‘I will,’ Tom said as he stood and yawned. ‘I'm off to bed. I have an early start in the morning.’

‘I don't want no trouble,’ Joseph said gruffly.
     He wasn't pleased to see Tom, but he realised that it was more because of what his father and Mick would think if they knew that he had been around. If he was honest with himself, he was missing his family, his mother especially. His father and Mick seemed to get on well, always laughing and making plans, but Joseph felt more and more uncomfortable with the life they were living. He was tired of scraping for food and always being dirty and cold. He had given up any notion of the gold digging he thought they would do and his father was always wanting him to be sneaking around, on the look out for what they could take from someone else. Joseph had suggested on a number of occasions that they think about ways to earn a living, but the other two had scoffed at his ideas. And now here was Tom, offering him an opportunity to do just that.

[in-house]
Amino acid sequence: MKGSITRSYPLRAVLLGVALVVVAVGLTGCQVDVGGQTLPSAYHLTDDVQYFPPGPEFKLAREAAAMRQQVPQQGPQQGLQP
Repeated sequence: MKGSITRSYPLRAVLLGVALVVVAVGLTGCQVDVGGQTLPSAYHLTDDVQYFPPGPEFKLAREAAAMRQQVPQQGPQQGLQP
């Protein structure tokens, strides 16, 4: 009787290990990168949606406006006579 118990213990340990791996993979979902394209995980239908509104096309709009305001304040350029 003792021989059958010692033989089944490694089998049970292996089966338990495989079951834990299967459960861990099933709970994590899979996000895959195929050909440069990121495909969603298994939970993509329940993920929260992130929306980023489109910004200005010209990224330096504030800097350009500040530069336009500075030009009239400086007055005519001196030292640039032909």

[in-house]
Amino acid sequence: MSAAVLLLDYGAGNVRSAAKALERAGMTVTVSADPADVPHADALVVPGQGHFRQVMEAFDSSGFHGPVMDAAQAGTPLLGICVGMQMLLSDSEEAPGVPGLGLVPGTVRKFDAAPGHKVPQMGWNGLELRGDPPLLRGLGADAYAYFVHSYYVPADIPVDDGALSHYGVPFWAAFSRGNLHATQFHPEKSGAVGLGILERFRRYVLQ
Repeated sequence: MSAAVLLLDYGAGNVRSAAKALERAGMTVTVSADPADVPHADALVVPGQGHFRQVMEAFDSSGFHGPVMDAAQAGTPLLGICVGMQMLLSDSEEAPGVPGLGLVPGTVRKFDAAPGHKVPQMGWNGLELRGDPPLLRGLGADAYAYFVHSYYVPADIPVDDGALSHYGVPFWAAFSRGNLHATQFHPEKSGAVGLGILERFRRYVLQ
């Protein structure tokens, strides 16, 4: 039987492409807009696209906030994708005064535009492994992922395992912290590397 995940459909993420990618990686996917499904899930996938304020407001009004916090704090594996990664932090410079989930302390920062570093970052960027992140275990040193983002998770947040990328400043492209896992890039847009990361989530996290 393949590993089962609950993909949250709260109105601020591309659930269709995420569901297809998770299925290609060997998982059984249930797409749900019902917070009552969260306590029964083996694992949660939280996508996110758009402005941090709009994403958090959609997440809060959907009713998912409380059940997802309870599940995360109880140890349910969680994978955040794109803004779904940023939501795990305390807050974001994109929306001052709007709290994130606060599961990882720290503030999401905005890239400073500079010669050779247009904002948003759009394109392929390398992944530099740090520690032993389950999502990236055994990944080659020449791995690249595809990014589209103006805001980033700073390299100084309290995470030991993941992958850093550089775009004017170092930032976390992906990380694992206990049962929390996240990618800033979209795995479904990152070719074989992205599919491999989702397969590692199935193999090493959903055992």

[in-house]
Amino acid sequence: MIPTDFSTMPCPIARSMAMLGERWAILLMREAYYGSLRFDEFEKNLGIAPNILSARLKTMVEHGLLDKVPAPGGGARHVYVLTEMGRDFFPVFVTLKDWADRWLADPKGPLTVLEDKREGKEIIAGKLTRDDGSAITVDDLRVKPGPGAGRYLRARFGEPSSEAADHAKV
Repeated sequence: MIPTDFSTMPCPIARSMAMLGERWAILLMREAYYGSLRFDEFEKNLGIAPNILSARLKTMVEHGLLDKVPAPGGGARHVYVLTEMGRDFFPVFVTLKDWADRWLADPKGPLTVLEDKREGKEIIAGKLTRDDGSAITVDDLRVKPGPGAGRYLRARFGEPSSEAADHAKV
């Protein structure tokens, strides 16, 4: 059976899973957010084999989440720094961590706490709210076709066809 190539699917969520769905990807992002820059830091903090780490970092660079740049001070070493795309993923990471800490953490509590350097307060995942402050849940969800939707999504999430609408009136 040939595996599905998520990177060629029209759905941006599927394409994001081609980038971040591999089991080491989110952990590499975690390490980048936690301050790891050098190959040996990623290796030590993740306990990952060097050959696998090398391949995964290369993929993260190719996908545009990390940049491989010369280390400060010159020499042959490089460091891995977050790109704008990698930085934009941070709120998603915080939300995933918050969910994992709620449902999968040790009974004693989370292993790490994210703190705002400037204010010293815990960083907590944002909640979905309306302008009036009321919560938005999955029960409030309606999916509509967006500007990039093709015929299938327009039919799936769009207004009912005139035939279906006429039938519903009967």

‘Why would there be trouble?’ Tom said. ‘I'm simply here to let you know that there's a real possibility for you to work on the rail line. I know you didn't like farming, but this is pretty exciting. They're building the line down into Bathurst now. It's hard work, but you can learn a lot and set yourself up for a better life. The rail line from Lithgow to Wallerawang and Piper's Flats has really opened up the working of the mines at Irondale and Lidsdale as well, and you might want to think of that kind of work later on. You could start saving for the future…get somewhere decent to live.’
     ‘And what's wrong with this place, then? It's like what we grew up in. It was good enough for us, weren't it?’